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The Lark Ascending is a popular piece for violin and orchestra, written in 1914 by the British composer Ralph Vaughan Williams. It was inspired by George Meredith's 122-line poem of the same name about the skylark. It was dedicated to Marie Hall who gave the first performance with piano accompaniment. Contrary to the popular imagination, Vaughan Williams actually wrote sketches for it whilst watching troop ships cross the English Channel at the outbreak of the First World War. A small boy observed him making the sketches and, thinking he was jotting down a secret code, informed a police officer who subsequently arrested the composer.

The war halted composition, but the work was revised in 1920 and it was premiered under conductor Adrian Boult on 14 June 1921, again with Marie Hall as soloist.

The critic from The Times said of the first performance, "It showed supreme disregard for the ways of today or yesterday. It dreamed itself along".

The use of pentatonic scale patterns frees the violin from a strong tonal centre, and shows the impressionistic side of Vaughan Williams' style. This liberty also extends to the metre. The cadenzas for solo violin are written without bar lines, lending them a sense of meditational release. [1] The piece became particularly associated with the English violinist Hugh Bean.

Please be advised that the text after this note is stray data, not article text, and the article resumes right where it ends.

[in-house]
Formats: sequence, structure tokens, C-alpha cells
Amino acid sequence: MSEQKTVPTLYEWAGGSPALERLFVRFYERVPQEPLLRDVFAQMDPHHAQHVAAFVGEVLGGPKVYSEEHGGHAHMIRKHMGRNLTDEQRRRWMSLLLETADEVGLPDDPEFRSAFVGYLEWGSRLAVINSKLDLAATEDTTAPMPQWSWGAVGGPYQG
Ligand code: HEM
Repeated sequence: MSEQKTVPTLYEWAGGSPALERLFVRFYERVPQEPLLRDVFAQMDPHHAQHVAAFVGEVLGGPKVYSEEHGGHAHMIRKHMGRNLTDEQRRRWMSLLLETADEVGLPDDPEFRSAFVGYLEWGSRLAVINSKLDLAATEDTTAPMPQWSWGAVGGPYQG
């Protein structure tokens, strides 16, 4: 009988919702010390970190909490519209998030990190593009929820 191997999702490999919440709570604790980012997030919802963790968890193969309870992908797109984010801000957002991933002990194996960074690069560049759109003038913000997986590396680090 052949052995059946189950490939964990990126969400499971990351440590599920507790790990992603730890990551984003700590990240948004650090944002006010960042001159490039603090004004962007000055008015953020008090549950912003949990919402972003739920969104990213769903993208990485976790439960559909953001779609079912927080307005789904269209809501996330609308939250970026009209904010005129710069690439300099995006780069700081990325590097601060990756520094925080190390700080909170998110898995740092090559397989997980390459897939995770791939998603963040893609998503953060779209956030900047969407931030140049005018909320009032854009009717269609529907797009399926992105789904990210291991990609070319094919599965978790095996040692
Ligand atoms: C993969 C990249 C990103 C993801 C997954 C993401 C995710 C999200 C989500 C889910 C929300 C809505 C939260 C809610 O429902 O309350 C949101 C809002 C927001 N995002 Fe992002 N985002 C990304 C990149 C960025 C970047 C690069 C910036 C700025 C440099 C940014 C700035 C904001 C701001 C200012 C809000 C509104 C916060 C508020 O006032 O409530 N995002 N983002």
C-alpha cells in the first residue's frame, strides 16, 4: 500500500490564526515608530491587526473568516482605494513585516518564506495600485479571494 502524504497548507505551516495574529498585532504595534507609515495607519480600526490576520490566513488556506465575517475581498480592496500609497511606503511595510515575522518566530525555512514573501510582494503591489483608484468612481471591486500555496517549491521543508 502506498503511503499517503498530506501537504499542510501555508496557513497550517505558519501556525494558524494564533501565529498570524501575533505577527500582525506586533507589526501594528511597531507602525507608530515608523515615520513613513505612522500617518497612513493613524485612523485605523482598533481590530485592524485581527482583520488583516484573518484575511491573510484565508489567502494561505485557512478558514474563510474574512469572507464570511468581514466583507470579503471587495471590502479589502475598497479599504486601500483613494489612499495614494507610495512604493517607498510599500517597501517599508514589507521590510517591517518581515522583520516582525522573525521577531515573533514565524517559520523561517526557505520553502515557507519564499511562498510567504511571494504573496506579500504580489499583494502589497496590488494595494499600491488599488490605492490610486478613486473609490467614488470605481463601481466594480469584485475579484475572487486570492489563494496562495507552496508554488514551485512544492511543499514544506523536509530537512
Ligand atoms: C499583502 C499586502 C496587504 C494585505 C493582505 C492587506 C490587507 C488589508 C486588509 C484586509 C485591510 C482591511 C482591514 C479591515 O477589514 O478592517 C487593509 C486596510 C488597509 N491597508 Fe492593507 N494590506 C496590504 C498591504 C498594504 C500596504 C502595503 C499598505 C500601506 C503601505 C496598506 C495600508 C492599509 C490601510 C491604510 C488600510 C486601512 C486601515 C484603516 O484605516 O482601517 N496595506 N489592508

This piece was used by David Crowder Band on "The Lark Ascending or (Perhaps More Accurately, I'm Trying to Make You Sing)", the last song on their album A Collision (or 3 + 4 = 7).

The Lark Ascending is the acknowledged direct inspiration for Larks' Tongues in Aspic by King Crimson (1973) an inspired brash rock-n-roll twist on Vaughan Williams's lyricism. The piece was also used as the main theme for the 1987 Australian film The Year My Voice Broke, starring Noah Taylor and Loene Carmen.

Dreadzone's homage to the beauty of the English countryside, "A Canterbury Tale", uses the initial solo violin theme from The Lark Ascending as a recurring melody.

In 2007, 2008, and 2009 it was voted number one in the Classic FM Hall of Fame, over Edward Elgar's Cello Concerto, Rachmaninoff's Piano Concerto No. 2, Mozart's Clarinet Concerto and Vaughan Williams' other great work Fantasia on a Theme of Thomas Tallis.

The Jez Butterworth play Jerusalem (which premiered on 10 July 2009 at the Royal Court Theatre, London) used this piece as its preset music.

References

  1. ^ Megan Hobbs, Birds of a feather, Limelight, October 2002

External links

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